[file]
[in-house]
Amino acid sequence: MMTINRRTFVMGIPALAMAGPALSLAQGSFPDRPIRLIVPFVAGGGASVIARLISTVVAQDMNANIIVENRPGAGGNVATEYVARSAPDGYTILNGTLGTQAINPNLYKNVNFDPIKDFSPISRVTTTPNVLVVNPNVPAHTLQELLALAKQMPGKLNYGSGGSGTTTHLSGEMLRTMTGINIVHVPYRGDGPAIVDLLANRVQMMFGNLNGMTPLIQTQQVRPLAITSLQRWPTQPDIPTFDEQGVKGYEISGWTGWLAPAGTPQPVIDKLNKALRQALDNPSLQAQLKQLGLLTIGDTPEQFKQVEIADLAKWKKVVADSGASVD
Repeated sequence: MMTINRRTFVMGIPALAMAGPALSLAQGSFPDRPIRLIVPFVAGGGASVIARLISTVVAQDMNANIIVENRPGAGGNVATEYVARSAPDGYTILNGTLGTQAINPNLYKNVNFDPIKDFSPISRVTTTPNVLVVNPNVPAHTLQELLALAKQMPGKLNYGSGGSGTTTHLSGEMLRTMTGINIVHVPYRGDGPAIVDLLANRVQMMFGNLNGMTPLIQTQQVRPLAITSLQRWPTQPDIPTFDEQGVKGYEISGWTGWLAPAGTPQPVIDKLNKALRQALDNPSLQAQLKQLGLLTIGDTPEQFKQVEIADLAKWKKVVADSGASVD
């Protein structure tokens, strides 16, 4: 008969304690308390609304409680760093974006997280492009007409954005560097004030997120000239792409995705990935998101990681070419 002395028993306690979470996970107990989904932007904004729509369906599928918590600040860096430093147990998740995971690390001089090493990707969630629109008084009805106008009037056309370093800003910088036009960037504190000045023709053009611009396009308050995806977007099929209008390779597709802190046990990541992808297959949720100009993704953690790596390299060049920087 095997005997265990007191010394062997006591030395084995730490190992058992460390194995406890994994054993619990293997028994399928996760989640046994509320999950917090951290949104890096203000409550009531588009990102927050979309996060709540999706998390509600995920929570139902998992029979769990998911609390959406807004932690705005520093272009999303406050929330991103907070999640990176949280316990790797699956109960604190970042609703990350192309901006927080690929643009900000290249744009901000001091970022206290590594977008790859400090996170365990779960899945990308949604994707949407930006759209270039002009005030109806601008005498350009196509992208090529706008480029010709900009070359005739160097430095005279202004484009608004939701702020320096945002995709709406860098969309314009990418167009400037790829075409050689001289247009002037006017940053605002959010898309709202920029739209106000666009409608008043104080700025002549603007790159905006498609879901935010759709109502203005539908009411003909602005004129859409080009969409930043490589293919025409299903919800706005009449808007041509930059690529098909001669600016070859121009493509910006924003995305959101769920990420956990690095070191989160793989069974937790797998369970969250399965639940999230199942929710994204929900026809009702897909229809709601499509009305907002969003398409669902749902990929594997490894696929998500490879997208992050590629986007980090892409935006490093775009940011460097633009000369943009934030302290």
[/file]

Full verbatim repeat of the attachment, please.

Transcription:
[in-house]
Amino acid sequence: MMTINRRTFVMGIPALAMAGPALSLAQGSFPDRPIRLIVPFVAGGGASVIARLISTVVAQDMNANIIVENRPGAGGNVATEYVARSAPDGYTILNGTLGTQAINPNLYKNVNFDPIKDFSPISRVTTTPNVLVVNPNVPAHTLQELLALAKQMPGKLNYGSGGSGTTTHLSGEMLRTMTGINIVHVPYRGDGPAIVDLLANRVQMMFGNLNGMTPLIQTQQVRPLAITSLQRWPTQPDIPTFDEQGVKGYEISGWTGWLAPAGTPQPVIDKLNKALRQALDNPSLQAQLKQLGLLTIGDTPEQFKQVEIADLAKWKKVVADSGASVD
Repeated sequence: MMTINRRTFVMGIPALAMAGPALSLAQGSFPDRPIRLIVPFVAGGGASVIARLISTVVAQDMNANIIVENRPGAGGNVATEYVARSAPDGYTILNGTLGTQAINPNLYKNVNFDPIKDFSPISRVTTTPNVLVVNPNVPAHTLQELLALAKQMPGKLNYGSGGSGTTTHLSGEMLRTMTGINIVHVPYRGDGPAIVDLLANRVQMMFGNLNGMTPLIQTQQVRPLAITSLQRWPTQPDIPTFDEQGVKGYEISGWTGWLAPAGTPQPVIDKLNKALRQALDNPSLQAQLKQLGLLTIGDTPEQFKQVEIADLAKWKKVVADSGASVD
């Protein structure tokens, strides 16, 4: 008969304690308390609304409680760093974006997280492009007409954005560097004030997120000239792409995705990935998101990681070419 002395028993306690979470996970107990989904932007904004729509369906599928918590600040860096430093147990998740995971690390001089090493990707969630629109008084009805106008009037056309370093800003910088036009960037504190000045023709053009611009396009308050995806977007099929209008390779597709802190046990990541992808297959949720100009993704953690790596390299060049920087 095997005997265990007191010394062997006591030395084995730490190992058992460390194995406890994994054993619990293997028994399928996760989640046994509320999950917090951290949104890096203000409550009531588009990102927050979309996060709540999706998390509600995920929570139902998992029979769990998911609390959406807004932690705005520093272009999303406050929330991103907070999640990176949280316990790797699956109960604190970042609703990350192309901006927080690929643009900000290249744009901000001091970022206290590594977008790859400090996170365990779960899945990308949604994707949407930006759209270039002009005030109806601008005498350009196509992208090529706008480029010709900009070359005739160097430095005279202004484009608004939701702020320096945002995709709406860098969309314009990418167009400037790829075409050689001289247009002037006017940053605002959010898309709202920029739209106000666009409608008043104080700025002549603007790159905006498609879901935010759709109502203005539908009411003909602005004129859409080009969409930043490589293919025409299903919800706005009449808007041509930059690529098909001669600016070859121009493509910006924003995305959101769920990420956990690095070191989160793989069974937790797998369970969250399965639940999230199942929710994204929900026809009702897909229809709601499509009305907002969003398409669902749902990929594997490894696929998500490879997208992050590629986007980090892409935006490093775009940011460097633009000369943009934030302290």